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How Much of a Difference Does losing Weight Make to OSA?

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How Much of a Difference Does losing Weight Make to OSA?

Postby nextwhat » Sun Apr 10, 2011 6:59 pm

Hi everyone, first post. I was diagnosed with OSA a few years ago, tried CPAP but just couldn't adjust to it. Over the last year my symptoms have become worse, including acid reflux which I fear is beginning to wear on my teeth.

One thing I've never tried to see how much of a difference it makes is losing weight. I'm currently 6 ft and 210 pounds, not crazy overweight, but my BMI test came out at 30, which is the border of obese. I don't exercise much, and have a lot of fast food in my diet.

Before I try CPAP again, I'm wondering if anyone had any significant improvement by losing weight.

Thanks!
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Re: How Much of a Difference Does losing Weight Make to OSA?

Postby Daniel » Sun Apr 10, 2011 7:48 pm

nextwhat wrote:Hi everyone, first post. I was diagnosed with OSA a few years ago, tried CPAP but just couldn't adjust to it. Over the last year my symptoms have become worse, including acid reflux which I fear is beginning to wear on my teeth.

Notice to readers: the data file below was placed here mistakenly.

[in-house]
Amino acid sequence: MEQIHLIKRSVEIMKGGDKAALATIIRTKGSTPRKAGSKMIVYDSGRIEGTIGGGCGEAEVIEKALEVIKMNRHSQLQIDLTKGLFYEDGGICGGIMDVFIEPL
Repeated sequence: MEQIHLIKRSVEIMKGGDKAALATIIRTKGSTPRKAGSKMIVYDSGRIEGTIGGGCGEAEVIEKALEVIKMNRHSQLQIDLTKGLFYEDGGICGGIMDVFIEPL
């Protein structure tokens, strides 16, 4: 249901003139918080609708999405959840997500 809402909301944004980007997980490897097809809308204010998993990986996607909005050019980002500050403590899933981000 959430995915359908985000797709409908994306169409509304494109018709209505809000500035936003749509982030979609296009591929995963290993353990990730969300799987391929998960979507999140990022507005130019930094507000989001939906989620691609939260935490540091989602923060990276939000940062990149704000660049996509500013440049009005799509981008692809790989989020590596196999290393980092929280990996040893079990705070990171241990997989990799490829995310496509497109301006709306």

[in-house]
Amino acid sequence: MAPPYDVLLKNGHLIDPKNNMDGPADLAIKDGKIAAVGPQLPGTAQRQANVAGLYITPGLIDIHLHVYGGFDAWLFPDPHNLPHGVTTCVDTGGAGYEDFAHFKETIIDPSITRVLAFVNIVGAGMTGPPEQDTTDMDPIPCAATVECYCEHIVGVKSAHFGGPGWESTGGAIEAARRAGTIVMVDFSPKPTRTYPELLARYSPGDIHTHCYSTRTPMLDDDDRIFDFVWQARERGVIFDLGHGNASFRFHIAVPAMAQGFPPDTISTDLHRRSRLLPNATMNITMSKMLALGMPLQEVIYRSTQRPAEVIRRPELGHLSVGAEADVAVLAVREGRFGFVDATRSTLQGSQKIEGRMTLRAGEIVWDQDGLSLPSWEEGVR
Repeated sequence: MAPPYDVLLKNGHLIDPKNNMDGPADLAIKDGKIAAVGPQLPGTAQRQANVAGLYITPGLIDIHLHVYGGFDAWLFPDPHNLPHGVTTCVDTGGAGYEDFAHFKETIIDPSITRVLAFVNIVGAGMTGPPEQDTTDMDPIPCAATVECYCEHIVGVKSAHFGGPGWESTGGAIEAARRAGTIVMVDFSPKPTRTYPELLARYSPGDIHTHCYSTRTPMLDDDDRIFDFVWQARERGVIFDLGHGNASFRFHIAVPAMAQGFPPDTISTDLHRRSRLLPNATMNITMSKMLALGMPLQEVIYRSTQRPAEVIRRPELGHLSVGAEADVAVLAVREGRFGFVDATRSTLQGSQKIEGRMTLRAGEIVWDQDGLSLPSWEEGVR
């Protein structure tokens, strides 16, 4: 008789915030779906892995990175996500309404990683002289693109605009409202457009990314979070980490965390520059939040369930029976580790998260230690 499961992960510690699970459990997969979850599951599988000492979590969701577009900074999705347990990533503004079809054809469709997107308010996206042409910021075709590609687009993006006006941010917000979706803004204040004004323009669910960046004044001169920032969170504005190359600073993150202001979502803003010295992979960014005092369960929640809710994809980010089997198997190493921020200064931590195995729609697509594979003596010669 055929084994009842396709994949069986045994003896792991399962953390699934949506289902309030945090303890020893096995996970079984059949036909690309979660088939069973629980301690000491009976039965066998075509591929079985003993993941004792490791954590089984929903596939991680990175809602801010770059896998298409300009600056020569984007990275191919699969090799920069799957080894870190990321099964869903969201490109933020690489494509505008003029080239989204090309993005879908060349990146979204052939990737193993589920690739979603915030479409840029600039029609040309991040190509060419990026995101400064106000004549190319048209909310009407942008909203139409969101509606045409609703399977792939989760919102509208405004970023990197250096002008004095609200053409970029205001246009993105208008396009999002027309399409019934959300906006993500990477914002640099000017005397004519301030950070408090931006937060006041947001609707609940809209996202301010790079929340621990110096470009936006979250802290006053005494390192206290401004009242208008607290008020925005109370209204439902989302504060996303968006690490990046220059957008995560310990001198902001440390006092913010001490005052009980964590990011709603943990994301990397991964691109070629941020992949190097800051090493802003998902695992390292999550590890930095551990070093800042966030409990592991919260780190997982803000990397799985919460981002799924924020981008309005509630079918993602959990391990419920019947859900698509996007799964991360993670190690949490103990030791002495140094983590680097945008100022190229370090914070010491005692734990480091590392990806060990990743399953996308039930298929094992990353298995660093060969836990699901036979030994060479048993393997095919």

One thing I've never tried to see how much of a difference it makes is losing weight. I'm currently 6 ft and 210 pounds, not crazy overweight, but my BMI test came out at 30, which is the border of obese. I don't exercise much, and have a lot of fast food in my diet.

Before I try CPAP again, I'm wondering if anyone had any significant improvement by losing weight.

Thanks!


Weight loss is good for your overall health. Nothing definite for OSA........unless excessive weight was the definitive cause of your OSA.........ie initial weight X, increase to X + Y coincides with development of OSA.....a reduction to X, in theory, should clear up the OSA.

In your case, your condition has remained untreated for a 'few years' and typically has got worse. It seems unlikely that weight gain is the cause.

If you continue to leave the condition untreated it will continue to deteriorate and the risks of cardiac, renal and other conditions will increase. These risks (or damage to vital organs) have been increasing during the period the condition remains untreated.